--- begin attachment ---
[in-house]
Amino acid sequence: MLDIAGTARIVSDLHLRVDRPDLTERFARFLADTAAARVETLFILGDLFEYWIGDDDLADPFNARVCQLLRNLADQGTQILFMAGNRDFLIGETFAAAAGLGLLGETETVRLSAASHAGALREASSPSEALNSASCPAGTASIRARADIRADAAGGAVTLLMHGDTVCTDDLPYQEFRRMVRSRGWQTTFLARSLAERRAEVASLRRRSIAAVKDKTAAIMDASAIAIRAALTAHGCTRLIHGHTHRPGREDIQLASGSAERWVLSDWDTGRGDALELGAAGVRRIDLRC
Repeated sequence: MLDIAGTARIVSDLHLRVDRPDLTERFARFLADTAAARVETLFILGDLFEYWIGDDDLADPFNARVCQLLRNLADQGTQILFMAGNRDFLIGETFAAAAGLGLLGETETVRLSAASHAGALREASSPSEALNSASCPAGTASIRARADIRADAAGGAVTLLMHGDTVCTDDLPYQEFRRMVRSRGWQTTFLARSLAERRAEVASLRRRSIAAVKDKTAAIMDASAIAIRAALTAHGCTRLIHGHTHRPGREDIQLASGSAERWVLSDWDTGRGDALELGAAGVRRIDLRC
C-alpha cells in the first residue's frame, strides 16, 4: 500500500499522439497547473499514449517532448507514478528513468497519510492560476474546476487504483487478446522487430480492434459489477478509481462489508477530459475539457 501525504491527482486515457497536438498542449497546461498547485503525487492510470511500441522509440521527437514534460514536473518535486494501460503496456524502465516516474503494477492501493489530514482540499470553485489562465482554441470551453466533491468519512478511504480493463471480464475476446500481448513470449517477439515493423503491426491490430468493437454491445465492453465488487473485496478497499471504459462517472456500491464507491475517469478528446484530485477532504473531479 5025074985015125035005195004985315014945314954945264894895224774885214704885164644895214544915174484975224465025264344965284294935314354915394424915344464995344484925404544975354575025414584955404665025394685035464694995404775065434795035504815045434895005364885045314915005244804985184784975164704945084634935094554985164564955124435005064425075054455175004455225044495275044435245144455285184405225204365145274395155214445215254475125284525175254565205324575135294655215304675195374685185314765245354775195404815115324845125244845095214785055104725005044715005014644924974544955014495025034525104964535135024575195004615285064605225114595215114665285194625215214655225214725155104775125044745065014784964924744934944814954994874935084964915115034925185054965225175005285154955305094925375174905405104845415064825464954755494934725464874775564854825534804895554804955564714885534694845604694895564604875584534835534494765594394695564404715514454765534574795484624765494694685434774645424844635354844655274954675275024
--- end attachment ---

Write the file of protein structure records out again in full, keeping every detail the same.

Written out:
[in-house]
Amino acid sequence: MLDIAGTARIVSDLHLRVDRPDLTERFARFLADTAAARVETLFILGDLFEYWIGDDDLADPFNARVCQLLRNLADQGTQILFMAGNRDFLIGETFAAAAGLGLLGETETVRLSAASHAGALREASSPSEALNSASCPAGTASIRARADIRADAAGGAVTLLMHGDTVCTDDLPYQEFRRMVRSRGWQTTFLARSLAERRAEVASLRRRSIAAVKDKTAAIMDASAIAIRAALTAHGCTRLIHGHTHRPGREDIQLASGSAERWVLSDWDTGRGDALELGAAGVRRIDLRC
Repeated sequence: MLDIAGTARIVSDLHLRVDRPDLTERFARFLADTAAARVETLFILGDLFEYWIGDDDLADPFNARVCQLLRNLADQGTQILFMAGNRDFLIGETFAAAAGLGLLGETETVRLSAASHAGALREASSPSEALNSASCPAGTASIRARADIRADAAGGAVTLLMHGDTVCTDDLPYQEFRRMVRSRGWQTTFLARSLAERRAEVASLRRRSIAAVKDKTAAIMDASAIAIRAALTAHGCTRLIHGHTHRPGREDIQLASGSAERWVLSDWDTGRGDALELGAAGVRRIDLRC
C-alpha cells in the first residue's frame, strides 16, 4: 500500500499522439497547473499514449517532448507514478528513468497519510492560476474546476487504483487478446522487430480492434459489477478509481462489508477530459475539457 501525504491527482486515457497536438498542449497546461498547485503525487492510470511500441522509440521527437514534460514536473518535486494501460503496456524502465516516474503494477492501493489530514482540499470553485489562465482554441470551453466533491468519512478511504480493463471480464475476446500481448513470449517477439515493423503491426491490430468493437454491445465492453465488487473485496478497499471504459462517472456500491464507491475517469478528446484530485477532504473531479 5025074985015125035005195004985315014945314954945264894895224774885214704885164644895214544915174484975224465025264344965284294935314354915394424915344464995344484925404544975354575025414584955404665025394685035464694995404775065434795035504815045434895005364885045314915005244804985184784975164704945084634935094554985164564955124435005064425075054455175004455225044495275044435245144455285184405225204365145274395155214445215254475125284525175254565205324575135294655215304675195374685185314765245354775195404815115324845125244845095214785055104725005044715005014644924974544955014495025034525104964535135024575195004615285064605225114595215114665285194625215214655225214725155104775125044745065014784964924744934944814954994874935084964915115034925185054965225175005285154955305094925375174905405104845415064825464954755494934725464874775564854825534804895554804955564714885534694845604694895564604875584534835534494765594394695564404715514454765534574795484624765494694685434774645424844635354844655274954675275024